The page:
The National Hurricane Center still forecasts Isaias to strengthen into a hurricane again before landfall on South Carolina’s coast Monday night. As we watch it move inland (you can track it below), you may ask yourself why we even have these things.
Hurricanes and tropical storms actually have a mission: to move tropical heat toward the poles in an effort to achieve balance.
Nature doesn’t like things to be out of that ‘balance,’ so virtually everything that happens in the weather is reacting to temperature and moisture being unequal across the planet.
Need some proof?
Watch this animation of Isaias moving north through Thursday and the trailing ‘stream’ of tropical moisture flowing north from the Caribbean toward eastern Canada.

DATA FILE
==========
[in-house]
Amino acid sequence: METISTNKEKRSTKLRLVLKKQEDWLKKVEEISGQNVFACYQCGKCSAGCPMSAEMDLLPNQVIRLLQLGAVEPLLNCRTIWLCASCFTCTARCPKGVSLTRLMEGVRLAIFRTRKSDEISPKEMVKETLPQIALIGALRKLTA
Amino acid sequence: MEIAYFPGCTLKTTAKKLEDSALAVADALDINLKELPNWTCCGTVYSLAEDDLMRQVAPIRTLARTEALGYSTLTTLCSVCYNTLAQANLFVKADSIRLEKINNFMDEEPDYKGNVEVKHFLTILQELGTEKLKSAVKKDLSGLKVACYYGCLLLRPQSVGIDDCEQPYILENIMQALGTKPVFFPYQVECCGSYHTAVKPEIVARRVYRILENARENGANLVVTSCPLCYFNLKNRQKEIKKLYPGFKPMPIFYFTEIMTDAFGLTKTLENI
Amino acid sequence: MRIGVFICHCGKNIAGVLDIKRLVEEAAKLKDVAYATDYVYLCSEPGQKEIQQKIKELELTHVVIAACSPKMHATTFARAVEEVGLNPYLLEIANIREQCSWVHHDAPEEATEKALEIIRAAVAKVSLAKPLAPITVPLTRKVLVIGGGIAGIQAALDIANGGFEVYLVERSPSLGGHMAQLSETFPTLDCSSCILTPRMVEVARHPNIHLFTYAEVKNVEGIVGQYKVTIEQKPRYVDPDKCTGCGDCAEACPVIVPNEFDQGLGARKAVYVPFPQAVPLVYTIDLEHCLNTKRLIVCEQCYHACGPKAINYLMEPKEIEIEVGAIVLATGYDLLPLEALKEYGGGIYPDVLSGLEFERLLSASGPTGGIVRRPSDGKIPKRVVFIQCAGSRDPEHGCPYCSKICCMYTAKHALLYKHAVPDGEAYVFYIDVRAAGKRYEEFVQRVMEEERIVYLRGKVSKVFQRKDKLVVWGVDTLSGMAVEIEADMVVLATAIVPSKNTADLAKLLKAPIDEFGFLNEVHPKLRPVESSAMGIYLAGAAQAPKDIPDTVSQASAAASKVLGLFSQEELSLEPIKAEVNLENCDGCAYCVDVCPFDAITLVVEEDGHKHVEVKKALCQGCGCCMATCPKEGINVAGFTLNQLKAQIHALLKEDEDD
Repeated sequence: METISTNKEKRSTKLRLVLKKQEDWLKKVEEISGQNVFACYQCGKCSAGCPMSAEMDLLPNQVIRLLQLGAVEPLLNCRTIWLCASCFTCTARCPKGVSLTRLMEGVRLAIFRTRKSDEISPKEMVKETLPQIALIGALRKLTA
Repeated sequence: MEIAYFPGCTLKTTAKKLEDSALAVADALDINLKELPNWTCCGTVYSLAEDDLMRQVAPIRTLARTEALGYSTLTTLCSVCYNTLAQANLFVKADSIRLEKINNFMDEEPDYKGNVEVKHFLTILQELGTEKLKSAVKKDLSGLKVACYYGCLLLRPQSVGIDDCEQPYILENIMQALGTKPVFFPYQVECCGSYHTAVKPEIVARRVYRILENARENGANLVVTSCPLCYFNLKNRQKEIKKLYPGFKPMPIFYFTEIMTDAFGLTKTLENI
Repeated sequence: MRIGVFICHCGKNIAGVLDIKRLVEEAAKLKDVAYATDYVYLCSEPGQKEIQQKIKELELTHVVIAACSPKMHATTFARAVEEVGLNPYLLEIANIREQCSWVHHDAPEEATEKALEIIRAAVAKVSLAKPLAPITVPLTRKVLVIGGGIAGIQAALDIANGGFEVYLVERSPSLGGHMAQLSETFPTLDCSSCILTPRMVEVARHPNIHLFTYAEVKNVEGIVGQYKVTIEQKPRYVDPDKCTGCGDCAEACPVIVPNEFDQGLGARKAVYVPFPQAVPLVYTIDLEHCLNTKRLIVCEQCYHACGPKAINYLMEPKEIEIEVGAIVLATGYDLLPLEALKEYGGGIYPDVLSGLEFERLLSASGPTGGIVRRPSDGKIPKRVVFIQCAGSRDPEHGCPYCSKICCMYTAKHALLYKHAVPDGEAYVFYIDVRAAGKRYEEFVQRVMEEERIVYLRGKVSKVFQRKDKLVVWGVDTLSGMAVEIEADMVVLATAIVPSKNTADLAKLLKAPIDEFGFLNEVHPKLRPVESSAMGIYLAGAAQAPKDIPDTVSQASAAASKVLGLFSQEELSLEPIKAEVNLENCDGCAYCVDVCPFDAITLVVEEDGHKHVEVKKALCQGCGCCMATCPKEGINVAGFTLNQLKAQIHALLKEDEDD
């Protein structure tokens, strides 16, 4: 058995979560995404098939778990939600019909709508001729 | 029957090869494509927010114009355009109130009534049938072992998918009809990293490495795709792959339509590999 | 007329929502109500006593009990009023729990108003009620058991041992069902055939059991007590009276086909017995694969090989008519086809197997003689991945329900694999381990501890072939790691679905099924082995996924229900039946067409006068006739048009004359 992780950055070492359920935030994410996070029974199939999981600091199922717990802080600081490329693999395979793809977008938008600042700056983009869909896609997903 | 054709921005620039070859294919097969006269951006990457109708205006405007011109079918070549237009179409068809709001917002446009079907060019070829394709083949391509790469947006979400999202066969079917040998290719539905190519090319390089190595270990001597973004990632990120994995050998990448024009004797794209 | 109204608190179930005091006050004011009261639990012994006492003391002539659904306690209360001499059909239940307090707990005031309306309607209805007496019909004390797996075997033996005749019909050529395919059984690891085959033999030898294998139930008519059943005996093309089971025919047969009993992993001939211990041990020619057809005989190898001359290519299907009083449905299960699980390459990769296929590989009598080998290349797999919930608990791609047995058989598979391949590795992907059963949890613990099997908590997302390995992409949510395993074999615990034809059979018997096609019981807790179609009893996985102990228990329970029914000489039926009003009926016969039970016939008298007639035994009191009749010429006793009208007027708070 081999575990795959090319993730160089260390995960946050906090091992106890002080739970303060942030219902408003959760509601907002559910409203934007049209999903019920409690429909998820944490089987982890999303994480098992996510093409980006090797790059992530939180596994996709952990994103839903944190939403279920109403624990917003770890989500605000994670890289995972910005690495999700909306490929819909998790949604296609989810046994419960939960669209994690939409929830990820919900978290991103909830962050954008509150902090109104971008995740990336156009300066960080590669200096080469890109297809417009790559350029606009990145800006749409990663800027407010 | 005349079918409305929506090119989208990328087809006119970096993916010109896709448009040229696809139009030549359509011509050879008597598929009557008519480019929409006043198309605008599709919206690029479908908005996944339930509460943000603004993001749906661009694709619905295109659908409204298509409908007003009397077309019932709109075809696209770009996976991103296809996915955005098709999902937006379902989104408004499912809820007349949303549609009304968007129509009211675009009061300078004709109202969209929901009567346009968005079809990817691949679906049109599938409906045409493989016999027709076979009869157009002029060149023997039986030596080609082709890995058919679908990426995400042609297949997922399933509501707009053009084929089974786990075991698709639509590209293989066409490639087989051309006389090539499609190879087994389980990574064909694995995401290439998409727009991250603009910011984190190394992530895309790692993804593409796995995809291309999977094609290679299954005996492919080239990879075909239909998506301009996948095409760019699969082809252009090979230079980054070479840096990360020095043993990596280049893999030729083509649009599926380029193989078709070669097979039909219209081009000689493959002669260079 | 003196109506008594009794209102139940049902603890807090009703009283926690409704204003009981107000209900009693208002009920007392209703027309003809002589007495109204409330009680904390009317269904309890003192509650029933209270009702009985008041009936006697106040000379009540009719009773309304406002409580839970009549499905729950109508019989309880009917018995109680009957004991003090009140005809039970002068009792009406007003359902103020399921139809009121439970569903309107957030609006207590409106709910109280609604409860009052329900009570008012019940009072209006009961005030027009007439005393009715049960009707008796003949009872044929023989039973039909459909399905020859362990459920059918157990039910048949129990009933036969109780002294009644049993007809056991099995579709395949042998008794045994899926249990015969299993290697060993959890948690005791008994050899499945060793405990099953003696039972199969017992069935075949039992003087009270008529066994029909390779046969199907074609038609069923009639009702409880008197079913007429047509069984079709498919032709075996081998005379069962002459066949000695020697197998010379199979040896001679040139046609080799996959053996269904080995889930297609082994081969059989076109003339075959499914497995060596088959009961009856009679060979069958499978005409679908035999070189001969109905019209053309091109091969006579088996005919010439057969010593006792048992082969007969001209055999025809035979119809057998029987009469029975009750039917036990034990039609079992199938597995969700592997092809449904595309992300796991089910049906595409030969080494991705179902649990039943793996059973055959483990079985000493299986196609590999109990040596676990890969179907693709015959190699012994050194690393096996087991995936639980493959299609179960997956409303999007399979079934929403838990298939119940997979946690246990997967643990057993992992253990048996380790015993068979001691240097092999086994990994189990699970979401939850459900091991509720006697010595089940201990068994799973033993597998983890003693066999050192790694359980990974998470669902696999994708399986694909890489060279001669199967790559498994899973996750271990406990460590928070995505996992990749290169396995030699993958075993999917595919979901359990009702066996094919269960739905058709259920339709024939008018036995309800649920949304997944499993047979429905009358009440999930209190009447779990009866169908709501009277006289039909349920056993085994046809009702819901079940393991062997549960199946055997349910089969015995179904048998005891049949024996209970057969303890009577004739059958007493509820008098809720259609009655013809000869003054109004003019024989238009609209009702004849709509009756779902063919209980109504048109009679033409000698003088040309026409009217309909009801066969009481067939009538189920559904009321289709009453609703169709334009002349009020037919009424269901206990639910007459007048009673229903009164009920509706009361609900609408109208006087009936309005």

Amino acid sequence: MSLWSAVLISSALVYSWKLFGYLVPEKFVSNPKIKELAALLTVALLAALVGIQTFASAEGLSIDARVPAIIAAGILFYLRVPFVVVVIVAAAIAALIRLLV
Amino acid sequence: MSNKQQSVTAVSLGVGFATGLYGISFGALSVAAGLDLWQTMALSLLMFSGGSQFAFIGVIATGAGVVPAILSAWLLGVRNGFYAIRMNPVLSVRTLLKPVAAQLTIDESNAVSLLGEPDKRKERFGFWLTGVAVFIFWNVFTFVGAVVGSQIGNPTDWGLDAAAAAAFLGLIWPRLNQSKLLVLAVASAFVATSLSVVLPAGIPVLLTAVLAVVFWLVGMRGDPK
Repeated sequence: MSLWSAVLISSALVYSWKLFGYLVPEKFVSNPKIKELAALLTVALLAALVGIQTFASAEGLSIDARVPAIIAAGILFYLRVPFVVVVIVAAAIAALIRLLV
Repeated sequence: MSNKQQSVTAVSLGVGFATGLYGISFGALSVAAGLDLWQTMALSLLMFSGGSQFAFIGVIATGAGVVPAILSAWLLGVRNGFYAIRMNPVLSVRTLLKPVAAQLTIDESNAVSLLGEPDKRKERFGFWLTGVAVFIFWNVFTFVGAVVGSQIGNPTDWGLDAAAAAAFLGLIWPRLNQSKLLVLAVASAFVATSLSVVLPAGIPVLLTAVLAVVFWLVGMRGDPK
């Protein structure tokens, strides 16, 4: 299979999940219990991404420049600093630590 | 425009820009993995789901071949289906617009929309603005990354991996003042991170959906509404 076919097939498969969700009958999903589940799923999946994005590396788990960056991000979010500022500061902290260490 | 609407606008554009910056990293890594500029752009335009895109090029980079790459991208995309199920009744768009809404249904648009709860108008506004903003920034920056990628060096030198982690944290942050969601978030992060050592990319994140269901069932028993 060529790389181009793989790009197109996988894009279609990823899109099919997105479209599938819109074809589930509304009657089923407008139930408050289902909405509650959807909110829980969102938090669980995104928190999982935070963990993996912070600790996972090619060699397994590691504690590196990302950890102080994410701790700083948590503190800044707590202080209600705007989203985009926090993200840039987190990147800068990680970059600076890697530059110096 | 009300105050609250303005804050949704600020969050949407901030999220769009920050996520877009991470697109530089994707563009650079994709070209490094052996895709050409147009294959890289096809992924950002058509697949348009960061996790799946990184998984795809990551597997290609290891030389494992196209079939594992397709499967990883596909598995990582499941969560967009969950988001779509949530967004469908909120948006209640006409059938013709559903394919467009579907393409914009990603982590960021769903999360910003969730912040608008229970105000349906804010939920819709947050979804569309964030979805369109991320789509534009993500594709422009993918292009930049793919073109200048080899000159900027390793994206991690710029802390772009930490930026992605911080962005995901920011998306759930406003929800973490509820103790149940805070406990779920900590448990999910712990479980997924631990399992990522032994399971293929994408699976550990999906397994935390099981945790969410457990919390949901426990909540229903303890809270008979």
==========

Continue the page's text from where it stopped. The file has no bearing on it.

That’s the storm doing its job even after it’s no longer a tropical cyclone; it gets absorbed into that cold front but continues pumping steamy, tropical air northward.
Even though it tries to get a balance, the net effect is more atmospheric movement instead of a real “mix” of hot and cold. The drier, cooler air moving south behind the storm over eastern North America dries out the weather around Alabama and Tennessee through the end of the week (it eventually makes it hotter, too).